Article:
99 Lives Project Uses Cat Genome Sequencing To Shed Light On Human Dis

Lori Ennis
by Lori Ennis
University of Missouri researchers believe that the genetic makeup of cats may help identify new treatments for humans suffering from allergies, asthma, diabetes and obesity.

Dr. Leslie Lyons is a professor of comparative medicine at the MU College of Veterinary Medicine. Dr. Lyons says that cats and humans have many diseases in common, and that the genetic makeup of and treatments for cats may give insight as to treatments for humans as well.

Dr. Lyons is the leader of the 99 Lives Cat Genome Sequencing Initiative and has been building a database of cate genomes since 2013. The genomes come from veterinarians, researchers and cat owners who want to know more about cat diseases such as allergies, asthma, diabetes and obesity.

Related: Why Researchers Are Studying the Cat’s Meow

Lyons also studies polycystic kidney disease. It’s common in cats and causes cysts in their kidneys. It’s little known that in humans, polycystic kidney disease is also more common in humans than muscular dystrophy, cystic fibrosis and sickle cell combined.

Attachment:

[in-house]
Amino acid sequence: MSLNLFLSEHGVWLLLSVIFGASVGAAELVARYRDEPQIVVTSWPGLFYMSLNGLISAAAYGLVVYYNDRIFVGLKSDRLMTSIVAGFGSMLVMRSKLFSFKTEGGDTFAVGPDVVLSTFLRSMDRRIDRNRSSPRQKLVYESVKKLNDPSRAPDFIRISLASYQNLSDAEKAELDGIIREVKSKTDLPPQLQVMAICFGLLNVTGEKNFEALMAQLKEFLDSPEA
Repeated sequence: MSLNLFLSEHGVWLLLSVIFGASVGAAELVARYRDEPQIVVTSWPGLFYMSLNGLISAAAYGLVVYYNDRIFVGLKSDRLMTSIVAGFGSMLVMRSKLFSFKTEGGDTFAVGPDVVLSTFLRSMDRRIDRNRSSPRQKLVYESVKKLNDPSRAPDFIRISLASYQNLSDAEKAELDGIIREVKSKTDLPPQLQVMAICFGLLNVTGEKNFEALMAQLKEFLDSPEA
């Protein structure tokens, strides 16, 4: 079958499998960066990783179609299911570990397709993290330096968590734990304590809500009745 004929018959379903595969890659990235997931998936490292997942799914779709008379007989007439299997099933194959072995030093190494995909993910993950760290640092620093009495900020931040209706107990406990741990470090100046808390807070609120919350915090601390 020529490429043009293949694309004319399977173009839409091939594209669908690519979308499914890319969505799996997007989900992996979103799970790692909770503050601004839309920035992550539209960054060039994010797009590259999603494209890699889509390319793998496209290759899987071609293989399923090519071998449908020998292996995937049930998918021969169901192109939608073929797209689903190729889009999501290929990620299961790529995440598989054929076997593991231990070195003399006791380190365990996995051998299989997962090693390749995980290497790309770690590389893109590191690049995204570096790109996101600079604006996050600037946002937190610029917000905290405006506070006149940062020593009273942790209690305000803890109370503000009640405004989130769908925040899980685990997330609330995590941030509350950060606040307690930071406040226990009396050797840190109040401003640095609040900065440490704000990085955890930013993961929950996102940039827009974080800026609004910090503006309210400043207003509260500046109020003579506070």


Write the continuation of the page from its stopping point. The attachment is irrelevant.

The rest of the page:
Dr. Lyons believes that because human and cat genomes share such similarities, treatments that work in cats may also be beneficial for humans. She believes that comparing the genomes also helps give information into rare genetic health issues in both humans and cats.

Yoshihiko Yu is a visiting scholar at MU who researches epilepsy. He looked at four cats from the same colony and had their genomes analyzed for epilepsy, as many cats from that family in the colony had epilepsy. The genome sequencing helped narrow where researchers might find epilepsy-related traits, and this will be beneficial for both humans and cats.

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Dr. Lyons said that its useful to be able to study larger animals than smaller ones because it’s easier to see similarities and cystic changes than it is in mice or rats. Dr. Lyons’s initial goal for the 99 Lives Program was to sequence 100 cats, and because of generous donations they rely heavily upon, they’ve been able to sequence almost 200. Because of the group cooperation from nearly 40 institutions in several different countries, information that helps cats and humans is explored more in-depth and brings about the potential to identify and eradicate disease in both.

99 Lives Cat Initiative
Lori Ennis
Lori Ennis

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